The 1994-1998 2.4L Mitsubishi Galant comes equipped with an ignition distributor. This ignition system uses a camshaft position and crankshaft position sensor. This tutorial will help you diagnose the crankshaft position sensor that's located behind the crankshaft timing sprocket (the camshaft position sensor is located in the distributor).
The crankshaft position sensor on your 1995-1998 2.4L Mitsubishi Galant is a pretty easy component to test without a scan tool. In this tutorial I'm gonna' show you how to test it (very accurately) with a multimeter.
Contents of this tutorial:
- Symptoms Of A Bad Crank Sensor.
- What Tools Do I Need?
- Circuit Descriptions Of The Crankshaft Position Sensor.
- Basic Operating Theory.
- TEST 1: Verifying The Crank Sensor Is Getting Power.
- TEST 2: Verifying The Crank Sensor Is Getting Ground.
- TEST 3: Verifying The Crank Sensor Is Creating A Crankshaft Position Signal.
- Where To Buy The Crank Sensor And Save.
- More 2.4L Mitsubishi Tutorials.
You can find this tutorial in Spanish here: Cómo Probar El Sensor De La Posición Del Cigüeñal (1995-1998 2.4L Mitsubishi Galant) (at: autotecnico-online.com).
Symptoms Of A Bad Crank Sensor
The most obvious symptom of a bad crankshaft position sensor on your 2.4L Mitsubishi Galant is that the engine will crank but not start.
Here are some more specifics:
- The vehicle will not start. The engine will turn over (crank) but won't start.
- Trouble code lighting up the check engine light (CEL) on your instrument cluster.
- P0335: Crankshaft Position (CKP) Sensor Circuit Malfunction.
- No fuel injector pulses (as checked with a Noid light).
- No spark at any of the spark plug wires (as checked with a spark tester).
Although your Galant's PCM is designed to register a crank sensor trouble code when the crank sensor fail, it rarely does. This is why it's a good idea to test the crank sensor with a multimeter to see if it's behind your ‘cranks but does not start’ condition.
What Tools Do I Need?
The cool thing about testing the crankshaft position sensor is that it can be very accurately tested with just a simple multimeter. That's right, no scan tool needed for the crank sensor test on your 2.4L Galant.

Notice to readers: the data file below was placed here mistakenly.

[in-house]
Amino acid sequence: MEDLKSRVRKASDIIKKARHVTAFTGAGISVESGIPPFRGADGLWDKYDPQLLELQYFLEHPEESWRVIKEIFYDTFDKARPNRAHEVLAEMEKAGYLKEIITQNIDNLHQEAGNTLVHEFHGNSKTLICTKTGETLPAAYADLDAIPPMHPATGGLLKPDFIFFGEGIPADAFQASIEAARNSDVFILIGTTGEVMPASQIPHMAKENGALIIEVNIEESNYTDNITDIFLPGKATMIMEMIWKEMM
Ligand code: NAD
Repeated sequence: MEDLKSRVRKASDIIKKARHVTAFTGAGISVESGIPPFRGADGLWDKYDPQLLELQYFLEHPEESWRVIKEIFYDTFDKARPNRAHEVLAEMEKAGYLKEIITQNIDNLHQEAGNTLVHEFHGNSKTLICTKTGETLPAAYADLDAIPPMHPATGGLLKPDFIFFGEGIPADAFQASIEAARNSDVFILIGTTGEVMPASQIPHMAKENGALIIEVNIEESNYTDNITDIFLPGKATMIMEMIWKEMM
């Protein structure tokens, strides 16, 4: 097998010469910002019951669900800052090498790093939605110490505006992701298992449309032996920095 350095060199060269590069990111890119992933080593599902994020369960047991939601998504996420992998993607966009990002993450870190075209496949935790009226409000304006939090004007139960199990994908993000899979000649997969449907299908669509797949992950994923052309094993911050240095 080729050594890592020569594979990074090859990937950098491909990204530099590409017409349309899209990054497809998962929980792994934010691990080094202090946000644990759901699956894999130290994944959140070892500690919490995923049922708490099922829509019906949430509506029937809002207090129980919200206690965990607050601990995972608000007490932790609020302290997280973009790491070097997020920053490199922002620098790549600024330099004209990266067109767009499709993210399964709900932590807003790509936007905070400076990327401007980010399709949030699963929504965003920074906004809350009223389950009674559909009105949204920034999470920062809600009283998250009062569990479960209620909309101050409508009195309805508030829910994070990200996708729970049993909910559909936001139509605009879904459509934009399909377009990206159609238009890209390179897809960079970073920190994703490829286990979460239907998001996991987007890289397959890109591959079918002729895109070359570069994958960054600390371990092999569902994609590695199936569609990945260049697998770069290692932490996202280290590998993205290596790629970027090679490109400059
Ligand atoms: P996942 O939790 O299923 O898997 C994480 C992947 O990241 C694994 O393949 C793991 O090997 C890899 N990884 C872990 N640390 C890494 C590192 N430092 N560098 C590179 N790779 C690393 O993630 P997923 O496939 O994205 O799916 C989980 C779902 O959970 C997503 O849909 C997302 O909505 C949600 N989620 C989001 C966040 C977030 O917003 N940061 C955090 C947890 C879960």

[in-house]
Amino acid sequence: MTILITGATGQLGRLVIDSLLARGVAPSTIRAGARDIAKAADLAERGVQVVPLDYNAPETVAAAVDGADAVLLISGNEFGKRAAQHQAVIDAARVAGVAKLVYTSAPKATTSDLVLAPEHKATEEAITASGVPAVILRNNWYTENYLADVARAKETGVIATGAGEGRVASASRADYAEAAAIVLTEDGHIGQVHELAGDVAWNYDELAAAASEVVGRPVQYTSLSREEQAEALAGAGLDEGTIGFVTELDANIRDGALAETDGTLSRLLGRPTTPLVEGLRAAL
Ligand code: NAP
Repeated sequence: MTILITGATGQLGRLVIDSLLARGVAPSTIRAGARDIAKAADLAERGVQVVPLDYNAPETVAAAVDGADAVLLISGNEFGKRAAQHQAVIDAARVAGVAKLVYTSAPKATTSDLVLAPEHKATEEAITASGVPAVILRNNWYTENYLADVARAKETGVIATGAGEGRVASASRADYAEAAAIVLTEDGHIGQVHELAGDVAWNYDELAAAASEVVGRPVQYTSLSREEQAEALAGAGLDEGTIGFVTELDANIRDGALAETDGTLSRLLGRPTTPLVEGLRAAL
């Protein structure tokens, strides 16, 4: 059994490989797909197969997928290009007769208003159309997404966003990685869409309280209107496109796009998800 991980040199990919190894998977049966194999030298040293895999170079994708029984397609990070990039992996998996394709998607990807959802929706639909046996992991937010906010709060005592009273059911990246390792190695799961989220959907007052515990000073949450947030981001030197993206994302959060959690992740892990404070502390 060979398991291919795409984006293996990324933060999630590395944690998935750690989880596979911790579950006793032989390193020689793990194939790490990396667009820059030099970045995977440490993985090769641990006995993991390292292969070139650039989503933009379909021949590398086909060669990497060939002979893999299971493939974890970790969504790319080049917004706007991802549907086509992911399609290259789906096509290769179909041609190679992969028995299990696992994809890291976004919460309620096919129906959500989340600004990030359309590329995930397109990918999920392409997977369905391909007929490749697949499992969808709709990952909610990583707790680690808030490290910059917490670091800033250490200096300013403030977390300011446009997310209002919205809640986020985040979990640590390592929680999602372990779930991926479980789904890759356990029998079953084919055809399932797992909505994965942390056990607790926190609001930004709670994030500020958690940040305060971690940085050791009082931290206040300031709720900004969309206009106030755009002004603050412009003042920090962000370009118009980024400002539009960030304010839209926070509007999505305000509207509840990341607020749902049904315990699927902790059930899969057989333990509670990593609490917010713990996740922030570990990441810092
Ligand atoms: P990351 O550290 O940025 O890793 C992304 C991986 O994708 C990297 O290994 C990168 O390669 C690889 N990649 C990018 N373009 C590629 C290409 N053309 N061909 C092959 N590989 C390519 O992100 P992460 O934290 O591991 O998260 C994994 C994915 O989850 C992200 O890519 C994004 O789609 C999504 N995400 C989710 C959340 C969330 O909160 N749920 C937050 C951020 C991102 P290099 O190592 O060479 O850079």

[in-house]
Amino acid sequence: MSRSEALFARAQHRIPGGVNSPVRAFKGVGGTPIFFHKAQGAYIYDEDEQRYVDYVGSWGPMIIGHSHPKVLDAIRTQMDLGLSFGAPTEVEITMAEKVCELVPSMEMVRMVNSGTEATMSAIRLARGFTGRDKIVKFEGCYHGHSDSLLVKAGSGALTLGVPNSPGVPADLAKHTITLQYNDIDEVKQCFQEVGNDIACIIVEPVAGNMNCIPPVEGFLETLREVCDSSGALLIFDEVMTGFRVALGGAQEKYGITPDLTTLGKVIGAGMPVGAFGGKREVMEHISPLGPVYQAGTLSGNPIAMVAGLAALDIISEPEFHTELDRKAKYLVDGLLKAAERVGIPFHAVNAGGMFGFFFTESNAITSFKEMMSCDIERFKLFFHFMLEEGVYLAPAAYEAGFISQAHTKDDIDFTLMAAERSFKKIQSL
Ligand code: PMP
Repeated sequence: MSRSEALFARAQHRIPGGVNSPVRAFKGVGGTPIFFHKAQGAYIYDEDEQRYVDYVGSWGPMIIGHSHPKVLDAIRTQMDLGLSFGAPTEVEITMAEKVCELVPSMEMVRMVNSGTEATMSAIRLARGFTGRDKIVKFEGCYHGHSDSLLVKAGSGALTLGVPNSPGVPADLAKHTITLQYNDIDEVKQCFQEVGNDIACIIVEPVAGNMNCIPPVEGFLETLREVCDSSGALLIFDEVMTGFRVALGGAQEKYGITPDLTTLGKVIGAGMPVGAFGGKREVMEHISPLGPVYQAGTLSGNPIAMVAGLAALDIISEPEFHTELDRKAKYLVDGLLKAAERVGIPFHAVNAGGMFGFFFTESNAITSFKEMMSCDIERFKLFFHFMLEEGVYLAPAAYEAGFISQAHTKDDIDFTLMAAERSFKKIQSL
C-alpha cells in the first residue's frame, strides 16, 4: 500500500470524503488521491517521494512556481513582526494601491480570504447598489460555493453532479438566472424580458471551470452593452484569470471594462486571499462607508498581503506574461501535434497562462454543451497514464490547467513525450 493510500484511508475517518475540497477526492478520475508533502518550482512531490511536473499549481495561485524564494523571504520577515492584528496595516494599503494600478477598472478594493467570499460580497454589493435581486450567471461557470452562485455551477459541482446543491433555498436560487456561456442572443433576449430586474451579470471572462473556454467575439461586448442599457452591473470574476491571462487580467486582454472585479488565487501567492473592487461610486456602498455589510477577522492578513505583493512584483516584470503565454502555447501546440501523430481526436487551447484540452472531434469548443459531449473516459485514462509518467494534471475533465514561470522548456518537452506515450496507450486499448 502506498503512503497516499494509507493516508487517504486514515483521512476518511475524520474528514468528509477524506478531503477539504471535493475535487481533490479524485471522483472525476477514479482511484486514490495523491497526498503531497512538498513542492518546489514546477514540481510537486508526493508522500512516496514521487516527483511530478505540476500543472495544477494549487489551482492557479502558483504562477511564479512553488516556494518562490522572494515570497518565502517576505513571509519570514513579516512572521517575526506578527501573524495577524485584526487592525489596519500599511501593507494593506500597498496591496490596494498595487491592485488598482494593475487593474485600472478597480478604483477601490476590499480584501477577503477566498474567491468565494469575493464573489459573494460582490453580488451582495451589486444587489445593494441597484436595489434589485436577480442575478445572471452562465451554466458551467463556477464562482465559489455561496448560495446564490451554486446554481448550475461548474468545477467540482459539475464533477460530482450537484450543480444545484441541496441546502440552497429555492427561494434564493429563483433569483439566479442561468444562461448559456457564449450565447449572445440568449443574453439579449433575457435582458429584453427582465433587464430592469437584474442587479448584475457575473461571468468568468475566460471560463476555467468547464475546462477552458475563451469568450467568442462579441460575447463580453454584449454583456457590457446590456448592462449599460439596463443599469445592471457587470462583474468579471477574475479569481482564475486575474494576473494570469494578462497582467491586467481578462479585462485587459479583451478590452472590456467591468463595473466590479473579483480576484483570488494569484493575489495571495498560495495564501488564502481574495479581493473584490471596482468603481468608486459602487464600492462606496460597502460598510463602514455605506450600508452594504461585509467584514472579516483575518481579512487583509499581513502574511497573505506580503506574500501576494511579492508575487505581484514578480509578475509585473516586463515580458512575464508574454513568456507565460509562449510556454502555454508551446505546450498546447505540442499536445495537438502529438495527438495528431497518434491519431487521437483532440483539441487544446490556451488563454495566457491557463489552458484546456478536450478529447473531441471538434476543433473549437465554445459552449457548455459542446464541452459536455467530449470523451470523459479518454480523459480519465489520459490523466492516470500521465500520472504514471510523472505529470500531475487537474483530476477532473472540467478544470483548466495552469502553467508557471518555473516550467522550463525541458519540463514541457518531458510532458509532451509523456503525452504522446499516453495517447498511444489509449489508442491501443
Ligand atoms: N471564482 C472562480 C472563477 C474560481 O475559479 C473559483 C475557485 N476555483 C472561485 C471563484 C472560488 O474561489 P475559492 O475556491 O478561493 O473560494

Here the specifics of what you'll need:
- A multimeter.
- Don't have a digital multimeter that can read Hertz frequency? Click here to see my recommendations: Buying A Digital Multimeter For Automotive Diagnostic Testing.
- A wire piercing probe.
- This tool is a handy tool to have. To see what it looks like, go to: Wire Piercing Probe.
- Hand tools to turn the crankshaft pulley by hand.
To get the most accurate test result, you'll need to turn the engine by hand and not with the starter motor.
Circuit Descriptions Of The Crankshaft Position Sensor
As you're already aware, the crankshaft position sensor on your Galant has 3 wires coming out of it. Each wire has a specific job to do. Here are the crank sensor circuit descriptions:
- Circuit labeled 1:
- Ground Circuit (provided by PCM).
- Circuit labeled 2:
- Crankshaft position signal (output to the PCM).
- Circuit labeled 3:
- Power circuit (12 Volts).
The crankshaft position (CKP) sensor is located behind the timing belt but you don't have to remove the timing belt covers to test it. This is due to the fact that the crank sensor's connector is located on top of the engine and in plain view.
Basic Operating Theory
The crankshaft position sensor's job boils down to sending your Mitsubishi Galant's PCM voltage pulses. These pulses correspond to specific piston positions.
With this and the cam sensor position info, the PCM controls fuel injection, ignition timing, and of course the ignition coil's ability to create the spark your engine needs to start.
For our testing purposes, this is what happens (in a nutshell of course):
- As you turn the key and crank the engine. The crank sensor gets power and Ground.
- With power and Ground supplied, the engine rotation induces the crankshaft position sensor to start producing a crankshaft position signal.
- This crankshaft position signal is sent to the PCM.
- The PCM, along with other necessary sensor information, starts to do its little song and dance and sends back a Triggering Signal to the ignition power transistor (ignition control module).
- This Triggering Signal contains the instructions for the ignition power transistor (ignition control module) to start firing the ignition coils in the correct firing order.
- With fuel being injected, your Galant's engine starts and stays running.
Let's turn the page and get testing.